The Reek of Master Patrick Hamilton
Posted under The Rectory Bulletin | Church History
If you go to St Andrews and make your way to the University chapel you will find in the pavement just outside some letters made out in brick. They read “PH” and mark the spot on which a young man was burnt for his faith.
Hamilton was a well born, well connected, well educated and well travelled Scotsman. He had studied in Europe and had come into contact with the newly spreading teachings of one Martin Luther. The truth of what Luther taught had struck the scholar, and he was convinced by this new Reformation thiking. So convinced that when he returned to his native land he began teaching Luther’s views. Which got him into trouble.
The authorities wanted to make an example of him, but it all backfired. Hamilton was given a trial, which simply meant he could set out his beliefs. His Christ-like calm in the face of death - and his kindness even when by the stake - impressed those who saw the martyrdom. Rather then quenching the Reformation in Scotland, it set it aflame.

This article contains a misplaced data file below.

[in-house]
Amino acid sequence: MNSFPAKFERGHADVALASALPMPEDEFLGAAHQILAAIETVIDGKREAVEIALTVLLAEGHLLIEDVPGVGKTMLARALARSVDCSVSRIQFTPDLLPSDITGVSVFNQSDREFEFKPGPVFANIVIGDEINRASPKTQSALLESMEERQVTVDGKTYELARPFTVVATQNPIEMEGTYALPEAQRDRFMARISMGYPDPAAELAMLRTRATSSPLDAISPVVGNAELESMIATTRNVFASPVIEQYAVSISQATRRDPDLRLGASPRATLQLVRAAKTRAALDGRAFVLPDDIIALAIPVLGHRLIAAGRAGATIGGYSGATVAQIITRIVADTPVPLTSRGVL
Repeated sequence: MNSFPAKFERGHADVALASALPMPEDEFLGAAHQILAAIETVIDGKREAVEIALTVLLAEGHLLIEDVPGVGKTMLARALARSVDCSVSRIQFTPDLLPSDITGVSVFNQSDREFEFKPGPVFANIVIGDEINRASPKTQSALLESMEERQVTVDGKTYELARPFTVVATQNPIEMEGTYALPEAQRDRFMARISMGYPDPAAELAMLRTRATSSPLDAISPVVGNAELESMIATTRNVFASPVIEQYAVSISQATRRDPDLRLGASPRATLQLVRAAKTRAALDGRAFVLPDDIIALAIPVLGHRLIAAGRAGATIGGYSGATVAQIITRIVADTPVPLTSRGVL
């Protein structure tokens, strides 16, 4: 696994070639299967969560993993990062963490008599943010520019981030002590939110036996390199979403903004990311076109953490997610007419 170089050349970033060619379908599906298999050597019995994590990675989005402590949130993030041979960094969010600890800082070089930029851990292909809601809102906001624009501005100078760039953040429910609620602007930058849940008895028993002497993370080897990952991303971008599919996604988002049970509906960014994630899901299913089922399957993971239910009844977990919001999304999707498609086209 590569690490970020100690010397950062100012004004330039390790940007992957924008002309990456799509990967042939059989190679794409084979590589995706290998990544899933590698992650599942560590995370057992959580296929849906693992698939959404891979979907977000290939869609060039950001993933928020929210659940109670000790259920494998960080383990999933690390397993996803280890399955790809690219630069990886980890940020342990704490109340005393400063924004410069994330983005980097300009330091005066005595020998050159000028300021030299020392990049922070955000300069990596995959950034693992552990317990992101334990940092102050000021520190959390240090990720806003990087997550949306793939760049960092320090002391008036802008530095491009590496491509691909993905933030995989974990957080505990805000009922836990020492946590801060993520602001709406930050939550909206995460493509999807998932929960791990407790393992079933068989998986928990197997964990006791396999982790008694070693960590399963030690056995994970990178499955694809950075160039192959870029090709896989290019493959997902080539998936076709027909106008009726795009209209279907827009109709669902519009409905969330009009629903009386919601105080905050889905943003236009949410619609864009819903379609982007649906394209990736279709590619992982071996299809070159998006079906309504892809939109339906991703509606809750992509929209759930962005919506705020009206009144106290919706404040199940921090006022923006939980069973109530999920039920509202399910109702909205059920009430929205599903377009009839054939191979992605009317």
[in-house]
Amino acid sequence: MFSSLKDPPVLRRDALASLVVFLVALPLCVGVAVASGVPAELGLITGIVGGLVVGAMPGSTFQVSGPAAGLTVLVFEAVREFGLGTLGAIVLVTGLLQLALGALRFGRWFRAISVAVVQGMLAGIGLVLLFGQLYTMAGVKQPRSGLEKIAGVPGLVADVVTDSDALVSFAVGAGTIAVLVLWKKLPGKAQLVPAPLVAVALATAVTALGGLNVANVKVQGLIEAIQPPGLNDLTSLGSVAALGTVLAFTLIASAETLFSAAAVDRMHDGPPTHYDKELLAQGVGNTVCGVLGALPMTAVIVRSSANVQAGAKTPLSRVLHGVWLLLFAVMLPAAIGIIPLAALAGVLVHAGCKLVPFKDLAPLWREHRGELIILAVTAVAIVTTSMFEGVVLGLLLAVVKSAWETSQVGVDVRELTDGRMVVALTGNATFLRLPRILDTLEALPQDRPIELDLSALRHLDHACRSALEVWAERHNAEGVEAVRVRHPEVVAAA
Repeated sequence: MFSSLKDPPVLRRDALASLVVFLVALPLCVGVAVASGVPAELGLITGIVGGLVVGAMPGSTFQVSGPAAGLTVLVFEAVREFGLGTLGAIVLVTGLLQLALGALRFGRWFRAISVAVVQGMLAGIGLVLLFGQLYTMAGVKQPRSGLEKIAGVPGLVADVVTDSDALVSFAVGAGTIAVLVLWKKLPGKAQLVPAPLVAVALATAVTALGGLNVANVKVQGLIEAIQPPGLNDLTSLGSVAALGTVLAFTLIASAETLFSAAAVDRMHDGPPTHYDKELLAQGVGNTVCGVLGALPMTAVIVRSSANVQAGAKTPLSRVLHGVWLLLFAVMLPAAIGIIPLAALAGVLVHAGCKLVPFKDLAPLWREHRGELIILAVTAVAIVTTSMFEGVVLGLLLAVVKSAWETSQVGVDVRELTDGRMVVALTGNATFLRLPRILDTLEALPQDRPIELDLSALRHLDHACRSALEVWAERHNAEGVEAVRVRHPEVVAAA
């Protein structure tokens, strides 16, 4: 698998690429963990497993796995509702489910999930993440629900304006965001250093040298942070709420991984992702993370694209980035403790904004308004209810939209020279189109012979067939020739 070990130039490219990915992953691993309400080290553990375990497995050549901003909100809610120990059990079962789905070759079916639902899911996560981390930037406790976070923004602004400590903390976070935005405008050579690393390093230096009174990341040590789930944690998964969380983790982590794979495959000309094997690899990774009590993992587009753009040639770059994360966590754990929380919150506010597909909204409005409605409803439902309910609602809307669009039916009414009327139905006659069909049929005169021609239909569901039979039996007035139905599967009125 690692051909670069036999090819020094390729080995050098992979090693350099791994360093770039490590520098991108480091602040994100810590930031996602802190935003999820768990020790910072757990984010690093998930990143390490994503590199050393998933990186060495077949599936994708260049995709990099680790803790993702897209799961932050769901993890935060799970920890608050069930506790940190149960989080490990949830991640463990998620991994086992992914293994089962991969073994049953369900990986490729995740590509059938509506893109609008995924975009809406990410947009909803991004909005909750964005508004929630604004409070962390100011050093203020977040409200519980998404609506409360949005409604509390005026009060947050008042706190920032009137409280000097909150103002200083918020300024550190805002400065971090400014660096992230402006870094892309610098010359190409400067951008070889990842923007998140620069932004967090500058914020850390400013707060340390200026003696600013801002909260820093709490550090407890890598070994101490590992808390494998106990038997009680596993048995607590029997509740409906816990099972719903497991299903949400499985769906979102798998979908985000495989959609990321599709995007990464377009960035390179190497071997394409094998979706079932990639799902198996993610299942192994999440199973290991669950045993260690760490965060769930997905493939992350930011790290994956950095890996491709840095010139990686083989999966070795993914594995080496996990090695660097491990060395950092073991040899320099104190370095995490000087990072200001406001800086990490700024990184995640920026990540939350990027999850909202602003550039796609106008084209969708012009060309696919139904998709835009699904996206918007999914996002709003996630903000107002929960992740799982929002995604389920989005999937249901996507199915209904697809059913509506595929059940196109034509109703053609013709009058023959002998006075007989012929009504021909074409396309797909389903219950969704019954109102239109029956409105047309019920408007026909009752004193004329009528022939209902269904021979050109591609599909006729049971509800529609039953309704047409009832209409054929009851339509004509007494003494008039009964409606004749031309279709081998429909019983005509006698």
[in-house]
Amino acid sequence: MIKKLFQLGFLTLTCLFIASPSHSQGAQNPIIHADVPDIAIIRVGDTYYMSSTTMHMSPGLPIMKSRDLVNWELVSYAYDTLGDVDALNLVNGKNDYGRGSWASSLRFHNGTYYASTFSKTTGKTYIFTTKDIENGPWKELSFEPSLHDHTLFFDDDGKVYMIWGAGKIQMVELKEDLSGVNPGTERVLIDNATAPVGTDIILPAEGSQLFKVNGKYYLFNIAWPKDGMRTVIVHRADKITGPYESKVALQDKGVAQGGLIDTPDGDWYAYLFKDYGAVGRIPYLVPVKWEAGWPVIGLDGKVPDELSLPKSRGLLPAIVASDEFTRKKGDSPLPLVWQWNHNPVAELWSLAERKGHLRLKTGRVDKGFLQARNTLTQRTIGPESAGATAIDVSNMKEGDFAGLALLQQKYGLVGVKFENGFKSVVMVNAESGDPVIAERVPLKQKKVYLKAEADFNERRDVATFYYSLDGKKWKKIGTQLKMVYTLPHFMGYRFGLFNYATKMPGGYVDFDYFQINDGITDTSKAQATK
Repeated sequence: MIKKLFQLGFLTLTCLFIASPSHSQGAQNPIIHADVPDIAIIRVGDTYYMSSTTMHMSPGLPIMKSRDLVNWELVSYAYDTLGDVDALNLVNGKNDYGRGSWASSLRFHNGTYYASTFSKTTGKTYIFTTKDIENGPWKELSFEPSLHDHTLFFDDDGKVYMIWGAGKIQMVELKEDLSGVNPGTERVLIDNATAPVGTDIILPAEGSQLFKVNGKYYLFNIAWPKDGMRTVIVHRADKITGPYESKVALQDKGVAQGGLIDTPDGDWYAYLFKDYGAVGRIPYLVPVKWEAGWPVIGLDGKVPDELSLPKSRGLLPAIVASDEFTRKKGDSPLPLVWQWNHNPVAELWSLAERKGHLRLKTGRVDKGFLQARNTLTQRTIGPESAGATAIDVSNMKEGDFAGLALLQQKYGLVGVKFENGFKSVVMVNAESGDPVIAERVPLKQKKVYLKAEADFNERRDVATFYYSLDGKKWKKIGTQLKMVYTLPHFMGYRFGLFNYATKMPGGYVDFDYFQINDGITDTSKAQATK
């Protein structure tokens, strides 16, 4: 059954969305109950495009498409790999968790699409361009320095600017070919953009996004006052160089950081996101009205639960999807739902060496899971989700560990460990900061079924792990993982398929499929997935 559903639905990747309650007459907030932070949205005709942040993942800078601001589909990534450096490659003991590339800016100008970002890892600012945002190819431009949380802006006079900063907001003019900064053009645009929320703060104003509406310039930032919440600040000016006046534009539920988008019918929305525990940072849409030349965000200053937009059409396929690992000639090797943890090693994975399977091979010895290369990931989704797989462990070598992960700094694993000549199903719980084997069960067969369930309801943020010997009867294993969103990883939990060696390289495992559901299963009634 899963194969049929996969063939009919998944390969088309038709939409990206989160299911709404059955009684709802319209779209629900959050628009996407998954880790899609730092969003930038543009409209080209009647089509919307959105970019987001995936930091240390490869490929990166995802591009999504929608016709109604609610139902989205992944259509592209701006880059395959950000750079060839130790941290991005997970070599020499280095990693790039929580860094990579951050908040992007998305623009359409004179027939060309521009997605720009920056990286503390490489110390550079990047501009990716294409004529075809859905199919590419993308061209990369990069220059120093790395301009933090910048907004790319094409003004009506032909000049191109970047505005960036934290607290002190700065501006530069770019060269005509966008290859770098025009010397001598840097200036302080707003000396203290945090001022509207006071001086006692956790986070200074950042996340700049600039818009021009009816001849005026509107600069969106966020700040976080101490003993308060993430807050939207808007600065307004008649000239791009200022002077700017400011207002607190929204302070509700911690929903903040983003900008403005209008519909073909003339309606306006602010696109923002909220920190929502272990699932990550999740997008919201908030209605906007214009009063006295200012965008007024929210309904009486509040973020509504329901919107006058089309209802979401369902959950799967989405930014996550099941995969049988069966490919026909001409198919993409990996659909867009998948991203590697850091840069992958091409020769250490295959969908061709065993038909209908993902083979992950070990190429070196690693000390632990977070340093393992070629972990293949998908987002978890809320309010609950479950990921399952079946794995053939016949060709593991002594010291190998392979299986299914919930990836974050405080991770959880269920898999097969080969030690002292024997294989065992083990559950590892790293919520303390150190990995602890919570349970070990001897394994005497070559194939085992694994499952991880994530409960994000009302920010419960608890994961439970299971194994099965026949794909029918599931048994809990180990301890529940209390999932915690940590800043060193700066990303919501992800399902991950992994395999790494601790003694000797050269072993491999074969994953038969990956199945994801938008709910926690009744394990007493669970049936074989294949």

One person who saw this coming was John Lindsay, a friend of Bishop James Beaton who oversaw the whole sorry affair. Lindsay’s warning to the bishop was strangely prophetic:
My Lord, if you burn any more, except you follow my counsel, you will utterly destroy yourselves. If you will burn them, let them be burnt in your cellars; for the reek of Mister Patrick Hammilton has infected as many as it blew upon".